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Lake Reflections

Obama Administration Stands to Help Transgender Students

The letter addressed basic LGBT terminology and prompted schools to “not treat a transgender student different from the way it treats other students of the same gender identity.

The letter addressed basic LGBT terminology and prompted schools to “not treat a transgender student different from the way it treats other students of the same gender identity."

Asher Russo, Staff Reporter

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Throughout the past week, President Barack Obama has made passionate arguments for his administration’s decision to inform public schools to allow transgender students to use the bathroom that matches their gender identity. He stated that society must protect the dignity and safety of vulnerable children.

The statements were the President’s first public comments on the national debate over transgender rights. The guidance, issued by the Education and Justice Departments, represented their “best judgment” on how to help schools with the issue.

“We’re talking about kids, and anybody who’s been in school, been in high school, who’s been a parent, I think should realize that kids who are sometimes in the minority — kids who have a different sexual orientation or are transgender — are subject to a lot of bullying, potentially they are vulnerable,” Obama stated in an interview with BuzzFeed News. “I think that it is part of our obligation as a society to make sure that everybody is treated fairly, and our kids are all loved, and that they’re protected and that their dignity is affirmed.”

Considering transgender people have the highest risk of discrimination and suicide rates, currently standing at 41 percent, it seems like Obama has reason to be concerned.

The guidance has been in development for months, and the White House has said very little on the release, aside from claiming that the progress has been broadly consistent with his values. While the Republican lawmakers call it an example of presidential overreach.

The Obama administration sent a letter to every public school district in the United Sates, warning them to allow transgender students to use restrooms aligned with their gender identity, or risk losing federal funding.

Although the guidance does not have the force of the law behind it, the schools will face lawsuits or lose federal aid if they don’t comply.

The letter claims that schools will be violating the guidelines on Title IX, the 1972 law that prohibits discrimination on the basis of sex in federally funded education. Since the directive was sent out, eleven states have sued the Obama administration, including Texas, Alabama, Wisconsin, West Virginia, Tennessee, Arizona, Maine, Oklahoma, Louisiana, Utah, and Georgia.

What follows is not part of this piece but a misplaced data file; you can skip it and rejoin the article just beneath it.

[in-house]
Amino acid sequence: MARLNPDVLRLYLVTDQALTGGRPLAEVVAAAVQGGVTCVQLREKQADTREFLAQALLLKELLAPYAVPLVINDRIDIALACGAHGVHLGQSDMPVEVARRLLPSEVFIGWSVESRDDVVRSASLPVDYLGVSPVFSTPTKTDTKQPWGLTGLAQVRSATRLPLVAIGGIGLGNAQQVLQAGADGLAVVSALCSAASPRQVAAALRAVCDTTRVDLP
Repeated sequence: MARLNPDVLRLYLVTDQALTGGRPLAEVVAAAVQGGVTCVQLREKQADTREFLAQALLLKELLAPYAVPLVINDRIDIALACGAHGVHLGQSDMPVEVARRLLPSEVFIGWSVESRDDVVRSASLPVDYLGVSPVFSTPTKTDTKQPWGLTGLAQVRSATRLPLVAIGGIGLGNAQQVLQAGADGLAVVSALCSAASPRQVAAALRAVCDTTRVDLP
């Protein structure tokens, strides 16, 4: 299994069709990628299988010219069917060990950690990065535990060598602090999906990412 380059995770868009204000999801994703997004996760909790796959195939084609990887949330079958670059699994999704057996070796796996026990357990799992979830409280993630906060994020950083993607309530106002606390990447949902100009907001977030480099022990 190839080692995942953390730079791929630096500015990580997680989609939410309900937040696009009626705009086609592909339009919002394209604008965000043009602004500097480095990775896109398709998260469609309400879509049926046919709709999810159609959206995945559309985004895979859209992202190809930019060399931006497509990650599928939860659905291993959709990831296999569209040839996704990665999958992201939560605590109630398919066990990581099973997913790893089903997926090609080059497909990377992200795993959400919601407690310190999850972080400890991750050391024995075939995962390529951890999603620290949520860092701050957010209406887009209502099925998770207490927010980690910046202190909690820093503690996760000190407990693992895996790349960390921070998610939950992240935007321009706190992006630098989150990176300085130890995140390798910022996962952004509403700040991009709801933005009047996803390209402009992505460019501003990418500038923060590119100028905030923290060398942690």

The letter addressed basic LGBT terminology (for example, a transgender male is someone who identifies as male but was assigned as female at birth) and prompted schools to “not treat a transgender student different from the way it treats other students of the same gender identity.”

After the letter was sent out, the search for the definition of “transgender” increased more than 630 percent on Merriam-Webster.com, the dictionary company reported on Twitter.

Although this is a historic breakthrough for the transgender community, there was immediate backlash as well.

Texas Governor Greg Abbott tweeted that morning, “I announced today that Texas is fighting this. Obama can’t rewrite the Civil Rights Act. He’s not a King.”

Along with the Lieutenant Governor Dan Patrick saying, “We will not yield to blackmail from the president of the United States. This goes against the values of so many people. This has everything to do with keeping the federal government out of local issues.”

The letter goes so far as to address issues beyond restrooms, including locker rooms, athletic teams, and even yearbook photos.

“A school may not discipline students or exclude them from participating in activities for appearing or behaving in a manner that is consistent with their gender identity or that doesn’t not conform to stereotypical notions of masculinity or femininity (e.g. yearbook photographs, at school dances, or at graduation ceremonies),” the letter read.

It even urged the privacy for transgender students, informing the schools they needed to take necessary steps to keep the student’s assigned sex or birth name private if the student insists, or risk violating the Family Educational Rights and Privacy Act.

The letter was signed by Catherine Lhamon, assistant secretary for the Office of Civil Rights with the Department of Education, and Vanita Gupta, head of the Justice Department’s civil rights division.

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